Sports card fans rejoice: A better box is born
By ERNEST HOOPER
Published June 22, 2007
Bill Kull's immersion into the $1.51-billion trading card industry began as a teenager in the 1980s, when he saved money to collect the cards of favorite players like Wade Boggs, Tony Gwynn and Cal Ripken Jr.
Now the passion that drove the former Florida Southern College baseball player to chase down cards at shows and do late-night Internet may become a profitable business venture.
Kull, 40, of Valrico has created a new storage box for trading cards that does a better job of protecting the corners - a must to maintain value. He launched Mint Corners in April, and the boxes, which prevent the corners from touching the edges of the box, already have been featured in one of the trading-card industry's top magazines.
Over breakfast at the Brunchery, Bill and his wife, Kim, told how they hatched the idea to create a better sports-card box.
Pull up a chair and join us.
ERNEST: What's driving people to collect cards?
BILL: It's still the thrill of collecting your favorite player, your favorite team. A lot of the companies' packs now offer a chance at an autograph or a piece of jersey.
I read a lot about the million-dollar Honus Wagner cards. Is it possible to buy a card today that will be worth that much years from now?
BILL: Probably not that valuable, but the average price of cards has gone up tremendously. You might be able to get a $10, 000 card. An Albert Pujols rookie card could be in the $10, 000 range if you hold on to it for several years and it's in perfect condition.
What are the top cards in your collection?
BILL: I have a Hank Aaron rookie card. It's my pride and joy. There are some cards that Kim and I picked out together that I won't sell for anything because they have sentimental value. She bought me a Dave Winfield rookie card and an Al Kaline that's a really beautiful card. I wouldn't give those up. I have a Roger Staubach rookie card that's in perfect condition. In the back yard, I was Roger Staubach.
Will the Aaron card decrease in value if Barry Bonds breaks the home run record?
BILL: I don't think so. Actually, I think it's increasing in value because people are realizing how great Hank Aaron really was because of his approach and all the positive and negative publicity Bonds is getting. I think people realize Hank Aaron did it the right way. So he's actually being more admired now than he was back then.
How did you come up with the idea for Mint Corners?
BILL: I went to sell sets of cards on eBay. I sold a 1985 Donruss, which has Roger Clemens and Kirby Puckett rookie cards. Those were two of the most valuable, so I put them in individual card holders, packaged the whole set in an old-style box and sent it off to my customer. He told me later that he was disappointed by the cards' condition. He said the corners were dinged and banged up. The two nice ones came through okay. So I told him to send the cards back for a refund. Since the two individual cards came back okay, I thought there has to be a way to protect a bunch of cards not only for shipping, but for storage.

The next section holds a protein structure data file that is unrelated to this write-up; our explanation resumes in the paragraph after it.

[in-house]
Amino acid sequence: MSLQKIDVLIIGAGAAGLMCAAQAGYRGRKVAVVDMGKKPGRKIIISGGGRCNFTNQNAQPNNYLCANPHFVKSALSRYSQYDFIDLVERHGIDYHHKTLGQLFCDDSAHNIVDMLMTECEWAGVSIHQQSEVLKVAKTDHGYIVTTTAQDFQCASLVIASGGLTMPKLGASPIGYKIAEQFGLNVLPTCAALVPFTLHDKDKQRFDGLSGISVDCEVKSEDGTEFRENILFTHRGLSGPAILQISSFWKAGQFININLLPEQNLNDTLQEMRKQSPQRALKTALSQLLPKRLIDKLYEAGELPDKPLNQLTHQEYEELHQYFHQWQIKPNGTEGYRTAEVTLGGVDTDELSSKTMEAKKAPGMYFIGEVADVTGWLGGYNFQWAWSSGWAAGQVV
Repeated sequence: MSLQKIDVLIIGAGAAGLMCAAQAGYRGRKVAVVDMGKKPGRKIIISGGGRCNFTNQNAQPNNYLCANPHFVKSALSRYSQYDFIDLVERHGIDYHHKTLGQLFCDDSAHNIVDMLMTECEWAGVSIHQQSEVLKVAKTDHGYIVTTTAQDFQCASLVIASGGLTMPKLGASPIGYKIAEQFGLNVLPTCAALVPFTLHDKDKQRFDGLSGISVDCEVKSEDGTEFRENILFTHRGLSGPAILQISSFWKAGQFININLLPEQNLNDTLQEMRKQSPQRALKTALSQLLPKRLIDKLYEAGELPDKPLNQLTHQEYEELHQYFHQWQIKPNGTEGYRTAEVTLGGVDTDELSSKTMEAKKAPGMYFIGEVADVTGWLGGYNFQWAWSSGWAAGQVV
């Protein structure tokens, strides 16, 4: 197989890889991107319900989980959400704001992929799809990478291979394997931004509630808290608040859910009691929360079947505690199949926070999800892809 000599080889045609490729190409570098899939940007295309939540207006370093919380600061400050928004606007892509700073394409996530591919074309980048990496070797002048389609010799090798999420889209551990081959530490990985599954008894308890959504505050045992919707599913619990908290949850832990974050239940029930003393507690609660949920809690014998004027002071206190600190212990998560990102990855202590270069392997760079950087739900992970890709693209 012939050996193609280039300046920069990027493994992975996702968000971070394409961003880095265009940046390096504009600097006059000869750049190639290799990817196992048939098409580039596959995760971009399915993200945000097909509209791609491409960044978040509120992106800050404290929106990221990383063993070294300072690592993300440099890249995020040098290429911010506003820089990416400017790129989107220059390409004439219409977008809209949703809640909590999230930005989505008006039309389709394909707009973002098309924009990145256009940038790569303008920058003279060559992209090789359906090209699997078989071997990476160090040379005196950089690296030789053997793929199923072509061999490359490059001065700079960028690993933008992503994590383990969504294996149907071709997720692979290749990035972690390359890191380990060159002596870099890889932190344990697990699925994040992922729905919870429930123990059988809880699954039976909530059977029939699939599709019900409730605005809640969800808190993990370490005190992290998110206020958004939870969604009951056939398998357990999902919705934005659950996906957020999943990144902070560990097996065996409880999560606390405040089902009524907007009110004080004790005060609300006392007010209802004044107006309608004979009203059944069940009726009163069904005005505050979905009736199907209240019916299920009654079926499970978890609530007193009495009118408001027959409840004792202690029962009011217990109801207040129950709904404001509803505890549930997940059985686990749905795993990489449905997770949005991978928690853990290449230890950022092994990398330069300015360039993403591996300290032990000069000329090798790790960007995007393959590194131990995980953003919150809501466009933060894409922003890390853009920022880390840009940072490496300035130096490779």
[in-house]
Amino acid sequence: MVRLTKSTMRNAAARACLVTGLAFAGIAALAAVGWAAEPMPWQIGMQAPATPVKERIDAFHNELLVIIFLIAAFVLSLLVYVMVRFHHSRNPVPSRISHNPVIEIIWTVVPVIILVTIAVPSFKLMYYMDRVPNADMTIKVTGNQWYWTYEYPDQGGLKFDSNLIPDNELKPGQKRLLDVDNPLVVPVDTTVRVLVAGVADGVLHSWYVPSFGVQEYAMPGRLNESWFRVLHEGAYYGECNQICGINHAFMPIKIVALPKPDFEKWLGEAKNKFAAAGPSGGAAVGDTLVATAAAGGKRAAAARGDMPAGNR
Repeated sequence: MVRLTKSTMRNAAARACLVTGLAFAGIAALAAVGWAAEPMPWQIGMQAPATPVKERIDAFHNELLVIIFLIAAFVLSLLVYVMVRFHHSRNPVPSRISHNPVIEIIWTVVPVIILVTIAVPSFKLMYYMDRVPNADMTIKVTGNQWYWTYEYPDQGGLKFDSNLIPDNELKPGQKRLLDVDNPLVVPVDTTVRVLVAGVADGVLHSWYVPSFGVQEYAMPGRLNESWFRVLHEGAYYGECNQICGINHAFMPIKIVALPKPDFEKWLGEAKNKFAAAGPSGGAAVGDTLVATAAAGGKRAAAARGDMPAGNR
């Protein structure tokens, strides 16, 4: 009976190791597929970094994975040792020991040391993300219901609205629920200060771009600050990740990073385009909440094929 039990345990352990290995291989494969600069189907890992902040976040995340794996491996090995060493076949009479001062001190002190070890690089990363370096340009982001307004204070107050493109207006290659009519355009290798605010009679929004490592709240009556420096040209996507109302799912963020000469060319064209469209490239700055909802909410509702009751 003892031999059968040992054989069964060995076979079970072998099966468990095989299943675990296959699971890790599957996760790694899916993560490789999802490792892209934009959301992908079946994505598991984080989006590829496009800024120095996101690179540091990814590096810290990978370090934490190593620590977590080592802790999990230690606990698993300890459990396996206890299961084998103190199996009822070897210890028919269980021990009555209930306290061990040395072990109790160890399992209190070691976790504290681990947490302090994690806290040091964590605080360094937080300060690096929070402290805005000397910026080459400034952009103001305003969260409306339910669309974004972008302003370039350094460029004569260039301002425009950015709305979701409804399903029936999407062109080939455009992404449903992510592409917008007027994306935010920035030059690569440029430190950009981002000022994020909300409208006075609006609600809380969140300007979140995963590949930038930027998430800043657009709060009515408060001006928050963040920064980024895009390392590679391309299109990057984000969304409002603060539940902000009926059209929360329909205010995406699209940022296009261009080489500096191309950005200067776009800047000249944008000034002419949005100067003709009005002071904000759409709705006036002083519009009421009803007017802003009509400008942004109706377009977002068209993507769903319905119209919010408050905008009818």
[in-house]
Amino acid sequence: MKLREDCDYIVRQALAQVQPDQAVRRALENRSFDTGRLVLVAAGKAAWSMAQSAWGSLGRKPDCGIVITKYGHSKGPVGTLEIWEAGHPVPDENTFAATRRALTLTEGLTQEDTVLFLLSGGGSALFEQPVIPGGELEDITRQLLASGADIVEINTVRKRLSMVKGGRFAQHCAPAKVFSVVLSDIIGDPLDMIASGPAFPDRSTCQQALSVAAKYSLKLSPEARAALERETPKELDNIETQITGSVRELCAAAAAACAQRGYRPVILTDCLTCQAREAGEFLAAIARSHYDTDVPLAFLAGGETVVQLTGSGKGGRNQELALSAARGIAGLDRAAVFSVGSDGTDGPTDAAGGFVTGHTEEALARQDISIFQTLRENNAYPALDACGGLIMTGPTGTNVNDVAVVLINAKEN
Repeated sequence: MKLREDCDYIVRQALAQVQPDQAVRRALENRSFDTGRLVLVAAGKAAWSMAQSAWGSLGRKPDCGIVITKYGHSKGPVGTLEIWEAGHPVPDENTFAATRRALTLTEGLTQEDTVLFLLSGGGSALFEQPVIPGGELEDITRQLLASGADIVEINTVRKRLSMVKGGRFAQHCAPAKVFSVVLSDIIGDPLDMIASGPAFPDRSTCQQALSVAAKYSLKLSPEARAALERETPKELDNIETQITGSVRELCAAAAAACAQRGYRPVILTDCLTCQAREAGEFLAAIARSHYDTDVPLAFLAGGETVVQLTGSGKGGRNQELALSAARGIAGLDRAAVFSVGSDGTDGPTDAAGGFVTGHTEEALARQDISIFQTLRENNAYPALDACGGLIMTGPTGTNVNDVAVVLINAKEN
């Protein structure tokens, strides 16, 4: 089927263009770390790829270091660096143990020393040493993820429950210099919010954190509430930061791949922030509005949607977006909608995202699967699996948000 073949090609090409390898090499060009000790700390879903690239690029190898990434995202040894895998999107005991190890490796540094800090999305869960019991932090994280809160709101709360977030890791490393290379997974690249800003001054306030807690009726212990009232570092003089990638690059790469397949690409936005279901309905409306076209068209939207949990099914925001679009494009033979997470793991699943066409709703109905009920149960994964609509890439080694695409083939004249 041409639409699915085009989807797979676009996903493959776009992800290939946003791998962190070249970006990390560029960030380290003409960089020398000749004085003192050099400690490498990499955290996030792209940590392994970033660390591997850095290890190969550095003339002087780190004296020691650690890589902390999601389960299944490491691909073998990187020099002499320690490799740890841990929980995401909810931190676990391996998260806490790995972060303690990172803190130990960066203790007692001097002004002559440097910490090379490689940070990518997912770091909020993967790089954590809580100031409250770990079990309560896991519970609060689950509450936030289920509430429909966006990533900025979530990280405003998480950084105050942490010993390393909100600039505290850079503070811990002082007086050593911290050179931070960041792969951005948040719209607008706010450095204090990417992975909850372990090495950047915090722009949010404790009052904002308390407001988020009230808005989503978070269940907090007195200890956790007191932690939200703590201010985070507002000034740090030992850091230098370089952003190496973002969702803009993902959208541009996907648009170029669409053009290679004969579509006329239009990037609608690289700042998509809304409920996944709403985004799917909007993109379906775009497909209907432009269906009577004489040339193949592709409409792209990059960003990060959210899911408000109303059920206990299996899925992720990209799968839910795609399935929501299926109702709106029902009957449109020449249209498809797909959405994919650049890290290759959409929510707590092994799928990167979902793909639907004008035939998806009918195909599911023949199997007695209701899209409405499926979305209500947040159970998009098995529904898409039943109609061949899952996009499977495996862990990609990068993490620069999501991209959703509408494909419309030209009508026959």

So how have the new boxes been received?
BILL: The response has been tremendous. Nobody has come up with a way to make it better. There have been many improvements to individual card holders, but for the serious collector who has hundreds of thousands of cards, it's been the same box for decades.
Kim, I guess it helps that you're understanding about Bill's hobby?
KIM: I understand it, and I feel like I go beyond understanding it, because I love sports, too. I'm patient, because we have a lot in common, and that's important because it's a lot to put up with. But it's okay. He's following his dream, and I want him to do well.
DESSERT: A postscript from Ernest
Kim, a stay-at-home mom to four kids, also did a lot of the legwork that went into creating the Mint Corner boxes. While Bill worked his regular job as a merchandise planner for Champs Sporting Goods in Bradenton, Kim contacted packaging manufacturers and made other calls.
If there's one card Bill would love to have, it would be of himself. He had a brief minor-league career with the Cleveland Indians, but it didn't last long enough for him to be immortalized on a card.
Ernest Hooper also writes a column for Tampa & State. Contact him at firstname.lastname@example.org or 226-3406.